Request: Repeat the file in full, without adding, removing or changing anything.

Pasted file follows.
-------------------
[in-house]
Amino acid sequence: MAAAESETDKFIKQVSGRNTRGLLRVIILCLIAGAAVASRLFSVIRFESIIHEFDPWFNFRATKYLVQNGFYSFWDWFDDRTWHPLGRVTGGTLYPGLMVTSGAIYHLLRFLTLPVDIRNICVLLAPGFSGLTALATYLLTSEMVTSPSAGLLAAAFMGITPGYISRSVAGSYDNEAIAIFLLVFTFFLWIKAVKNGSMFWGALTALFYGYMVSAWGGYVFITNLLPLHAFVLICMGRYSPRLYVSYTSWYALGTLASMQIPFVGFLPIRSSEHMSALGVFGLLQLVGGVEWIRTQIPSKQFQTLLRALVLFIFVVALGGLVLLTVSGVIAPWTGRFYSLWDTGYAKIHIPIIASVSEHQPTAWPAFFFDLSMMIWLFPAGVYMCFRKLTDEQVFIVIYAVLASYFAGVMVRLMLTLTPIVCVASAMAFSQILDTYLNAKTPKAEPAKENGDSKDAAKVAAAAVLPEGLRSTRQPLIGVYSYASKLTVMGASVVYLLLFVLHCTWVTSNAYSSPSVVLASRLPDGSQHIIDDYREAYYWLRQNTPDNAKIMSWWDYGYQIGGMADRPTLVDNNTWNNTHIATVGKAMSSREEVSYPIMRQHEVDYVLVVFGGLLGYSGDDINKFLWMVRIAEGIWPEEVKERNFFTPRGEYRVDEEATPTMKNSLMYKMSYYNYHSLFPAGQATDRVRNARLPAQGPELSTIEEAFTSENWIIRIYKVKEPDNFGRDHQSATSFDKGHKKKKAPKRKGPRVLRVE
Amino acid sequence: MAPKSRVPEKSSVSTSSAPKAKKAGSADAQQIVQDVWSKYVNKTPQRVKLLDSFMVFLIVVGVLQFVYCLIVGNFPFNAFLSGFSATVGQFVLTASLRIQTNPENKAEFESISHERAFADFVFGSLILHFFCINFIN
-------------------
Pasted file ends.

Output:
[in-house]
Amino acid sequence: MAAAESETDKFIKQVSGRNTRGLLRVIILCLIAGAAVASRLFSVIRFESIIHEFDPWFNFRATKYLVQNGFYSFWDWFDDRTWHPLGRVTGGTLYPGLMVTSGAIYHLLRFLTLPVDIRNICVLLAPGFSGLTALATYLLTSEMVTSPSAGLLAAAFMGITPGYISRSVAGSYDNEAIAIFLLVFTFFLWIKAVKNGSMFWGALTALFYGYMVSAWGGYVFITNLLPLHAFVLICMGRYSPRLYVSYTSWYALGTLASMQIPFVGFLPIRSSEHMSALGVFGLLQLVGGVEWIRTQIPSKQFQTLLRALVLFIFVVALGGLVLLTVSGVIAPWTGRFYSLWDTGYAKIHIPIIASVSEHQPTAWPAFFFDLSMMIWLFPAGVYMCFRKLTDEQVFIVIYAVLASYFAGVMVRLMLTLTPIVCVASAMAFSQILDTYLNAKTPKAEPAKENGDSKDAAKVAAAAVLPEGLRSTRQPLIGVYSYASKLTVMGASVVYLLLFVLHCTWVTSNAYSSPSVVLASRLPDGSQHIIDDYREAYYWLRQNTPDNAKIMSWWDYGYQIGGMADRPTLVDNNTWNNTHIATVGKAMSSREEVSYPIMRQHEVDYVLVVFGGLLGYSGDDINKFLWMVRIAEGIWPEEVKERNFFTPRGEYRVDEEATPTMKNSLMYKMSYYNYHSLFPAGQATDRVRNARLPAQGPELSTIEEAFTSENWIIRIYKVKEPDNFGRDHQSATSFDKGHKKKKAPKRKGPRVLRVE
Amino acid sequence: MAPKSRVPEKSSVSTSSAPKAKKAGSADAQQIVQDVWSKYVNKTPQRVKLLDSFMVFLIVVGVLQFVYCLIVGNFPFNAFLSGFSATVGQFVLTASLRIQTNPENKAEFESISHERAFADFVFGSLILHFFCINFIN